This week The Entertainment Engine podcast welcomes Technology Entrepreneur & Co-founder of Quadio- Marcus Welch…
Every story has its ups and downs, the trick is to keep pushing forward and never give up!
He later joined BlizzardActivision in operations and digital marketing strategy roles for Hearthstone and World of Warcraft, becoming a certified Scrum Master along the way.
In 2018, galvanized by the idea that technology could unleash the untapped talent of college artists, he joined with Joe to create a digital hub for collaboration, opportunity, and exposure.
To learn more about Marcus journey, listen to the full podcast below;
Starting with creating lo-fi wireframes in their Brooklyn apartment, Marcus spearheaded the conceptualization of Quadio’s product vision and design and competitive strategy and has grown the company to nearly 30 team members engaged in activities ranging from engineering and finance to data analysis and social media.
Marcus serves on the board of Cornell’s award-winning student radio station, WVBR.
The Quadio Story:
Like a lot of companies, Quadio was started by two friends who had a problem they thought no one else was solving.
Unlike a lot of companies, those founders were also step-cousins who didn’t actually have a lot else in common.
One was a college hockey star who secretly dreamt of making it big as an EDM producer. The other was an Ivy League nerd who started DJing his own radio show at age 14 as an outlet for his obsession with experimental music.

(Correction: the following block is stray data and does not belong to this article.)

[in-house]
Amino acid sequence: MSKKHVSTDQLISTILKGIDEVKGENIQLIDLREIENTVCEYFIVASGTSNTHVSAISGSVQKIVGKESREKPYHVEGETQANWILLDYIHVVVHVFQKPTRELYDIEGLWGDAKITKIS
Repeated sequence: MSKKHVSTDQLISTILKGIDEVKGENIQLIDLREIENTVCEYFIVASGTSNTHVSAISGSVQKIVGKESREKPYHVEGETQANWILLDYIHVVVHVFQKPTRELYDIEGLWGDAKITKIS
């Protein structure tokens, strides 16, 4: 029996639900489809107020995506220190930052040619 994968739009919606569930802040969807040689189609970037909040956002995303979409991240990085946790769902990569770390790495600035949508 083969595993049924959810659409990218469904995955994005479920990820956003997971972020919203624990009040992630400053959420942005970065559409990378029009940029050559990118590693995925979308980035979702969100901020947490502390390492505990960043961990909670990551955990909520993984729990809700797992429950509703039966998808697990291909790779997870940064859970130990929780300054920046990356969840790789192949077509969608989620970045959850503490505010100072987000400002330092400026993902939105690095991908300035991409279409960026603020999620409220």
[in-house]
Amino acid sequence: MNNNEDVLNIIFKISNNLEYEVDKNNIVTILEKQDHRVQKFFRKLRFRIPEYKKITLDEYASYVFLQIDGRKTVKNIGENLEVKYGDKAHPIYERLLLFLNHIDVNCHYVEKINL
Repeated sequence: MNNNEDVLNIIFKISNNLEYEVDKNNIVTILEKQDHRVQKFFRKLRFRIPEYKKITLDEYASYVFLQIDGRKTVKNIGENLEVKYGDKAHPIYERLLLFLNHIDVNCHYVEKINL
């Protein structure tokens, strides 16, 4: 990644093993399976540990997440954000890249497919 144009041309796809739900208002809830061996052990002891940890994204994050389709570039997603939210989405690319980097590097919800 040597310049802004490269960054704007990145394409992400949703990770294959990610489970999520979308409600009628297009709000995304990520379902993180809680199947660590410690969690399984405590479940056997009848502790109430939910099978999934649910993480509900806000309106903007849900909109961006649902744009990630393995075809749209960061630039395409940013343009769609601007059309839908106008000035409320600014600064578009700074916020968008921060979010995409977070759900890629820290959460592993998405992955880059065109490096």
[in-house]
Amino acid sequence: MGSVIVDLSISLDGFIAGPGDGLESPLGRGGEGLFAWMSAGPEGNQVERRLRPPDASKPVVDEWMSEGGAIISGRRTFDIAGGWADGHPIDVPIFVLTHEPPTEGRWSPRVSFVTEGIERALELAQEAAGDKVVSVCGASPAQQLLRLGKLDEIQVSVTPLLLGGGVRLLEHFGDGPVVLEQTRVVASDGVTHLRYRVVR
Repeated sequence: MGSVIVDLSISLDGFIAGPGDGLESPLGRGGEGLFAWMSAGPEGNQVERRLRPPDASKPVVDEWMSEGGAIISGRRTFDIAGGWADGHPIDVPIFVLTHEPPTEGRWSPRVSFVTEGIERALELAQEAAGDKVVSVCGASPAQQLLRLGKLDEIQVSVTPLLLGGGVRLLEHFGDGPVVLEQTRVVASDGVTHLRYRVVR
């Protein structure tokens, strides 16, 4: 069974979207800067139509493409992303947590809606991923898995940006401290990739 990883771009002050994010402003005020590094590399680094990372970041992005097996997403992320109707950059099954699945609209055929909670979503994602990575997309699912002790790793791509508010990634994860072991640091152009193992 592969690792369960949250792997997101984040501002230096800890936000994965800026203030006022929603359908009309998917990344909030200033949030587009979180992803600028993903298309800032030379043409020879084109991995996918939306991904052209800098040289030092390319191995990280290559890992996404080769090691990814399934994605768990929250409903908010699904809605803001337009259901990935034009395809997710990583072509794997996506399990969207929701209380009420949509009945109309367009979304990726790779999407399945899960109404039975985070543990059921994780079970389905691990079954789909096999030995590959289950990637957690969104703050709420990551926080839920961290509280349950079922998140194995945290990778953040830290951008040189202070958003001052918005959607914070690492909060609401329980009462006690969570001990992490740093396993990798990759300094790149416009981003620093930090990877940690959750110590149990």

Their main overlap was that in summers during college, they shared an apartment in New York as they worked in music industry internships, bonding over Pokemon Go games and gripe sessions about how hard it was for musicians to get discovered, a particular pain point for Joe Welch as a producer, and for Marcus Welch as a music fanatic hungry for a career in A&R.
The Quadio 2.0 app will be released in early 2021, with less streaming and more social functionality for collaboration, opportunity, and exposure for creatives.
Quadio has added a new division dedicated to digitally facilitated community-building activities, such as its immensely popular songwriting clubs.
Opportunities for exposure, often brand sponsored, have been heavily augmented, with the addition of more contests that award cash prizes and mentorship sessions.
And finally, in August, the company launched Quadio Records and Management, a label under the leadership of A&R veteran Abir Hossain that is designed to discover, develop, and promote the most exciting college talent in the country.
Quadio Records recently announced a partnership with Sony’s Disruptor label, and, working closely with six rising stars in genres from Uke Trap to Bedroom Pop, is scheduled to release more than a dozen singles by the end of 2020.
Few start-ups stay the same from inception through actualization, even in normal times, but with Quadio what remains unchanged is the commitment of its founders and the entire team (now 28 strong) to champion the next generation of creatives, unleashing the power of community.
By Pete Moore